Polynomial equation
In mathematics, and more specifically algebra, a polynomial equation is an equation involving only polynomials, and where one is interested in finding solutions. Polynomial equations occur frequently in applications -- typically linear or quadratic, but but higher order equations do occur. For example, fifth order equations occur when deriving the existence of the five Lagrange points in the vicinity of two orbiting masses.
The most common polynomial equations in applications involve polynomials with real number coefficients. In this article, it is assumed that all polynomials have real number coefficients. See the "Advanced" subpage for information about polynomial equations with other types of coefficients.
Every polynomial equation in one variable involving real coefficients has finitely many solutions, a consequence of the fundamental theorem of algebra. This is not true for other types of equations. For instance,
- sin(πx) = 0
has an infinite solution set, namely, the set of integers.
The higher the order of a polynomial equation, the harder it is to solve the equation. Linear equations can be solved using only arithmetic operations. Quadratic equations can be solved using the quadratic formula. Cubic and quartic equations can also be solved using similar but much more complicated formulas, the cubic formula and quartic formula. Not only are these formulas more complicated, but applying them requires sophisticated knowledge of arithmetic with complex numbers. There are no analogous formulas for solving polynomial equations of order higher than four. For such equations, one often must resort to more sophisticated methods for find solutions. For many applications, only approximate solutions are needed. These can be found for any polynomial equation using techniques from calculus.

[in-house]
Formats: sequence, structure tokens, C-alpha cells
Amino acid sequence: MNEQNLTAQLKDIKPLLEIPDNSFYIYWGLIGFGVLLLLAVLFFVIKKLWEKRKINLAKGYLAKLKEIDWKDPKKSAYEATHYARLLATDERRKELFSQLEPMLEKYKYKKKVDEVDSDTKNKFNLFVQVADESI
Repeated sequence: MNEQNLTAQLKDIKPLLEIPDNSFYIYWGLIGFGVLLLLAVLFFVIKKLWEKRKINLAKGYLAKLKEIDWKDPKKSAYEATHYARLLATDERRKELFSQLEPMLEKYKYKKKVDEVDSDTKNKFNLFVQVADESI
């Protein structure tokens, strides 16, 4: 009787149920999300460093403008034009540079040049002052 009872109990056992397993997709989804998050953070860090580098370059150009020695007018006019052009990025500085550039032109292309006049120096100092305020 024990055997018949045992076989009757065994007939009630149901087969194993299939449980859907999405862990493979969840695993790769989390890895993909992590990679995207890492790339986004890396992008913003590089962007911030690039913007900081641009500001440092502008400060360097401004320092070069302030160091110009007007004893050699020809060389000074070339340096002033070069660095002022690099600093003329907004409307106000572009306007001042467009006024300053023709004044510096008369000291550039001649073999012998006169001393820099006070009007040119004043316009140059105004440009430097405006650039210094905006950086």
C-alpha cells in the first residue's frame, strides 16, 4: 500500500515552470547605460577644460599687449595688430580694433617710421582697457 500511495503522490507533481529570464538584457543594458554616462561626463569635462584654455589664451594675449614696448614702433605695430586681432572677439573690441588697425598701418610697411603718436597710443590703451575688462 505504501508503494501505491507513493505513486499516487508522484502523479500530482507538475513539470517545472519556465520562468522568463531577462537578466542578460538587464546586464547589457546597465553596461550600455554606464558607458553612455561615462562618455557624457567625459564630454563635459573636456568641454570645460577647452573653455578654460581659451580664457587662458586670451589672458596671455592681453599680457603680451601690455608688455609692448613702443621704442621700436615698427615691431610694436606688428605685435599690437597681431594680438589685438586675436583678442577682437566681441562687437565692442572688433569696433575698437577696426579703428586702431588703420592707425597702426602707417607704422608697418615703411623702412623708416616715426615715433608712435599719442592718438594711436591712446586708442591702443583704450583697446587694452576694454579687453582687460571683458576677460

Polynomial equations involving several variables also occur in applications. For instance, the graph of a second degree polynomial equation in two variables is a conic section, which can describe the path of motion of an object moving under gravity or of a charged particle deflecting away from an oppositely charged one. Elliptic curves, which can be described using cubic polynomial equations, have important applications to cryptography. The study of solutions of general systems of polynomial equations in several variables is very difficult and was the genesis of the modern field of algebraic geometry, which itself is used in modern theoretical physics.
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[edit] Distinction from polynomial identities
[edit] Solving polynomial equations
As mentioned above, quadratic, cubic, and quartic equations can be solved using the quadratic, cubic, and quartic formulas. There is no similar formula for general polynomial equations of fifth or higher orders. In fact, the quadratic, cubic, and quartic formulas show that roots of quadratic, cubic, or quartic equations can be found from the coefficients in the equation using the arithmetic operations and taking second, third, and fourth roots. Such equations are said to be solvable by radicals. By contrast, an arbitrarily chosen polynomial equation of order at least five will not be solvable by radicals, and in particular, no general formula specifying the solutions in terms of only the coefficients, arithmetic operations, and radicals can exist. The proof of this was one impetus for the development of Galois theory.
Some polynomial equations of order at least five can be solved by radicals, and ad hoc techniques (such as factoring or using the rational root theorem) can sometimes be successful for solving such equations. Techniques have been developed for solving other types of equations, such as expressing the solutions of a quintic equation in terms of arithmetic operations, radicals, and the root of a specific quintic polynomial. Other techniques involve introducing sophisticated functions and using calculus. But for many applications, exact solutions are not required, and in those cases the simplest approach is to find approximate solutions using ideas from calculus, such as Newton's method.
[edit] The fundamental theorem of algebra
[edit] The rational root theorem
[edit] Decarte's rule of signs
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